The UK’s carbon dioxide emissions have fallen to their lowest level since the 19th century as coal use continues to lower, the analysis suggests.

According to Carbon brief website, the emission of greenhouse gas fell to 6% in 2016 after the use of coal instead of electricity were applied. This approach made the more than half of the lows in carbon dioxide. The assessment suggests carbon emissions in 2016 were about 381m tonnes, putting the UK’s carbon pollution at its lowest level – apart from during coal mining disputes in the 1920s – since 1894.

UK coal demand is falling rapidly because of cheaper gas, a hike in carbon taxes on the highly polluting fuel, expansion of renewables, dropping the demand for energy overall and the closure of Redcar steelworks in late 2015.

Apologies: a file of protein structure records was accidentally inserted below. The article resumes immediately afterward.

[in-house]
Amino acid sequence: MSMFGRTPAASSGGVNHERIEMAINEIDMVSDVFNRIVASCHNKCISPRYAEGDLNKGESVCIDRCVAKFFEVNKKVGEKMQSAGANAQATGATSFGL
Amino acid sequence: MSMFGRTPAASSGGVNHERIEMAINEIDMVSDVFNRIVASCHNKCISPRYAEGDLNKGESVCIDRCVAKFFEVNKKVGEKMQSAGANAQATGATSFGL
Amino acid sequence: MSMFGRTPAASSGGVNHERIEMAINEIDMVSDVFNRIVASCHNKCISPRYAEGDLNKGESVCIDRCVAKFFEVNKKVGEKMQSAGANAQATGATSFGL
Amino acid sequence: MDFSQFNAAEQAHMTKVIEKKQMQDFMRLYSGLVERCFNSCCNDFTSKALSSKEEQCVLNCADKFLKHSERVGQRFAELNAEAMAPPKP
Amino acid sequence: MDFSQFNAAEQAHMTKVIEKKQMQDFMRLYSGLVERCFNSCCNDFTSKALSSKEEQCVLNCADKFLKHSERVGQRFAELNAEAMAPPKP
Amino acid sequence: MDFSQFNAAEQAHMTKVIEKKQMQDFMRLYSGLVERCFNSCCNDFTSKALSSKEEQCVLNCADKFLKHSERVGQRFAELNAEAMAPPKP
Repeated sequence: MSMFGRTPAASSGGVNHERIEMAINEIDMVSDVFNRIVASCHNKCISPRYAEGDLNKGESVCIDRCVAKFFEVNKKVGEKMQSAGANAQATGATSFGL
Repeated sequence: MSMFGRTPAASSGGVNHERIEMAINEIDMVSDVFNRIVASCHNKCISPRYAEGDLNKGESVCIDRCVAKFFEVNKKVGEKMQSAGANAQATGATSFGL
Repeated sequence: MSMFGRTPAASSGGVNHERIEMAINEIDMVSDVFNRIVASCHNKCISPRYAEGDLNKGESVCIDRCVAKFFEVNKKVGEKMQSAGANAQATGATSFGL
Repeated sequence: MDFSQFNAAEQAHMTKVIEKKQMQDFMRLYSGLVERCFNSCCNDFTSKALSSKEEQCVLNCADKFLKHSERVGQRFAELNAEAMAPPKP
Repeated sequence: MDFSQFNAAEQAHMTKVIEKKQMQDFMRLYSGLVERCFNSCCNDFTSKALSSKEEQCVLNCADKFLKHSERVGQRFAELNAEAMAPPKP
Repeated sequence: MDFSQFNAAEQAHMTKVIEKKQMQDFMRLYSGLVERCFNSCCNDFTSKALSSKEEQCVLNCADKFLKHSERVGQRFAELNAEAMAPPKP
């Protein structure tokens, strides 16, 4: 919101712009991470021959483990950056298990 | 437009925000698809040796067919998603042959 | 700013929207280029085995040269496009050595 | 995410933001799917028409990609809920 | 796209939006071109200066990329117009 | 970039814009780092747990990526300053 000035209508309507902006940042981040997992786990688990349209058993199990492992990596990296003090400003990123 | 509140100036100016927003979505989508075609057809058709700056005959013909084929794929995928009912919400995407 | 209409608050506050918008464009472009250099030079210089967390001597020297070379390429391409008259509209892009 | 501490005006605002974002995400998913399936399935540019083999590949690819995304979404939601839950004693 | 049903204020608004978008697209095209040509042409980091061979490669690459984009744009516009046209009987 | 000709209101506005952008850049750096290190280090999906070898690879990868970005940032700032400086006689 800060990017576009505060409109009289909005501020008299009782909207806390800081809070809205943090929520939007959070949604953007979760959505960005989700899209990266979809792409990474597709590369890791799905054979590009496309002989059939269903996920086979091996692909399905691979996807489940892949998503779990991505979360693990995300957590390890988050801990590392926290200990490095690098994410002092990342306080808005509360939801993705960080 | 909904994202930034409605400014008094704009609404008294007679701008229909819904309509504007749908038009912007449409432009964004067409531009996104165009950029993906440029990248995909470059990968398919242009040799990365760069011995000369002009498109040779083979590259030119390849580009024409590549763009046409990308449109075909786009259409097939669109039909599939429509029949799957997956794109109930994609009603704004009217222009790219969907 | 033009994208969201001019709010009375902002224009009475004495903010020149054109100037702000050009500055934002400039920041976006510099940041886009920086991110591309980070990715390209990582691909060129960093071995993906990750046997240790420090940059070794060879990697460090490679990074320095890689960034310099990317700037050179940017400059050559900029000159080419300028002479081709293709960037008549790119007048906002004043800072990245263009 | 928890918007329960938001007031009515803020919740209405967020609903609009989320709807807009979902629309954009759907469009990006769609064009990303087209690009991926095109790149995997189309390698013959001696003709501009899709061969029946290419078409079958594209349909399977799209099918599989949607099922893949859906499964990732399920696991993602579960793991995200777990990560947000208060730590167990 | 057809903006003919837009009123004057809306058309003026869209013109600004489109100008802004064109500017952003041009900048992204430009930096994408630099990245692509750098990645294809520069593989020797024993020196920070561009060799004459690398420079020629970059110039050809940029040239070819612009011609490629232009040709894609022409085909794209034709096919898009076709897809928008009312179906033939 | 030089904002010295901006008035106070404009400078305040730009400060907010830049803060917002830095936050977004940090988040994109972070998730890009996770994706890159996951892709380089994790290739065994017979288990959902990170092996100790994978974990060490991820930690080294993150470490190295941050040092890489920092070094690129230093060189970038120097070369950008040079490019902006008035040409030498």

When emissions from coal fell in 2016, carbon output from gas rose 12.5% because of increased use of the fuel to generate electricity – although the use of gas remains well below highs seen in the 2000s.

Emissions from oil also increased slightly, by 1.6%, as low oil prices and economic growth lead to more miles being driven in the UK, the assessment by Carbon Brief found. The government has pledged that all the UK’s coal-fired power stations will be closed by 2025.